Indie games are often designed to arouse nostalgia for the 8-bit and 16-bit eras. Occasionally the 32-bit era, too. When Drakkar Dev set about creating this top-down mech hack ‘n slash/shooter hybrid, we very much doubt they hoped to bring back memories of the Xbox 360/PS3 era. Or more specifically, a half-baked licensed movie/cartoon tie-in from that time.
It has all the hallmarks of a typical licensed game circa 2010, from the unrefined mechanics to the inane amount of padding, which in turn give it a ‘rushed out the door’ feel. The protagonist and their accompanying storyline could have easily leapt from a Saturday morning cartoon too – plucky teenager James is thrust into a mech suit during a collision, and after crash landing on an alien planet, begins a search for their father while discovering the suit’s capabilities.
Blackwind may initially appear to be an arcade-style shooter – the kind a dime a dozen these days – but it’s actually a story-driven adventure. Over the course of its 6-8 hour runtime, you’ll travel across deserts, forests and snow-covered mountain ranges while battling small groups of aliens (note: not waves), solving puzzles, upgrading the mech’s abilities, and taking on the occasional boss.
The first thing you’ll likely notice is how it rarely feels like you’re in control of a colossal, highly advanced, mech suit. It doesn’t stomp around, causing shockwaves and destruction; it feels lightweight and underpowered, even unable to lift and throw objects. The mech is equipped with boost jets, a glide and dash, plus it’s strong enough to tear appendages off foes, yet puzzle sections involve such feeble pursuits as creating a path with objects hooked up to a crane, making makeshift stairs using pipelines, and activating switches the mech’s drone should be able to reach.
It also doesn’t help the mech’s prowess that roughly half the game is spent in dull, cramped, indoor facilities that are mostly formed of long corridors and maze-like ventilation systems.
After a few hours, the world map opens slightly, but because mission objectives are vague throughout – with no destination waypoints or markers – this often results in unnecessary backtracking. Making matters worse, the camera is inept at best and broken at worst – it hides branching paths off-screen, jolts and jitters during transitions, and flips inappropriately. When performing dash jumps – a mechanic with its own issues – it rarely shows the intended landing zone either.
While undernourished, the combat system isn’t broken in the same way other components are. It is, for the most part, functional. That’s to say, it’s adequate. The mech can shoot from afar or deal melee damage with spinning blades. Only one enemy type must be dealt with up close, though, which seems like a missed opportunity to mix things up. Every enemy can be dealt a brutal finishing blow, but these soon grow tedious – irritatingly so, as they’re required to regenerate health.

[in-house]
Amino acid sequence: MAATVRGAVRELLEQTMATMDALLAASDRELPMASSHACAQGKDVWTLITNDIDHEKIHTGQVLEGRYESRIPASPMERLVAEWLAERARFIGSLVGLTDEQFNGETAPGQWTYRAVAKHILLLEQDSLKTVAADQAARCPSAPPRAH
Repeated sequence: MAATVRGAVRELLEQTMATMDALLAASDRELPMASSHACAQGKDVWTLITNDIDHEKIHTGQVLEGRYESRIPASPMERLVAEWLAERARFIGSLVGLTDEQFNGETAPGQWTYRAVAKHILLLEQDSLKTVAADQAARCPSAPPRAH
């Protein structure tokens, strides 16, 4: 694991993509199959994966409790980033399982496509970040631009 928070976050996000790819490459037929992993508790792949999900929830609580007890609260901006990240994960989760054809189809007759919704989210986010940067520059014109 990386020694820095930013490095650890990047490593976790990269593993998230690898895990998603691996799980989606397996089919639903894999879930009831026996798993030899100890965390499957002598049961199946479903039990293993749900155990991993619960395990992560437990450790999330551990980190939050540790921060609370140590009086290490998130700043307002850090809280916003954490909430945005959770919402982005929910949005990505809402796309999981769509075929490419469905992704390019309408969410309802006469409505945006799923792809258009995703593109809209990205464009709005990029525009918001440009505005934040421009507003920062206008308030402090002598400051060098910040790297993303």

On a more positive note, the upgrade tree is well thought out and improvements are noticeable. The four main upgrades also help induce variety, introduced at key points during the storyline.
The mech’s drone is another one of the better features, if not entirely for the right reasons. It can be sent into the air vents to find passcodes and unlock doors, and it also packs a similar level of firepower to the mech itself – with the reason being a second player can take control. However, the drone can also be used to break the game; it has a purposely/stupidly low altitude, but by grinding along walls it can be sent sky-high, bypassing puzzles and the regular means of obtaining upgrades.
Other positive features are few. It can, in places, look quite nice thanks to the lighting effects and detailed textures. The mech skins are appealing too, mostly being influenced by pop culture. The skin’s names are rather on the nose, shall we say. The same goes for the experiment list found within the science lab mission, which namechecks a bunch of well-known fictional characters with no effort whatsoever to disguise them. Cheeky.
If the broken camera, cramped indoor sections, and occasional glitch didn’t kill your enthusiasm for Blackwind, then the fact that it has no respect for your time surely will. It will happily let you have a crack at a puzzle even if you’re yet to find the required upgrade. It’s also very fond of nonsensically placing locked doors and switches several rooms apart – while randomly failing to highlight switch locations on the map.
More damaging is the amount of backtracking, even forcing you to trudge back through entire facilities once a boss is beaten instead of using a cut-scene. Talk about taking the (Metal) Mickey.
There is, presumably, a reason why Blackwind has turned out so poorly – it’s doubtful the developers were happy with the result. Our best guess is that they ran out of time or money. Or quite possibly both. Unless there’s a group of gamers out there fascinated by the ineptness of once commonplace movie tie-ins, it’s highly unlikely to find a following.
Blackwind is published by Blowfish Studios. Available now on PS5, PS4, Xbox One, Xbox Series, Switch and PC.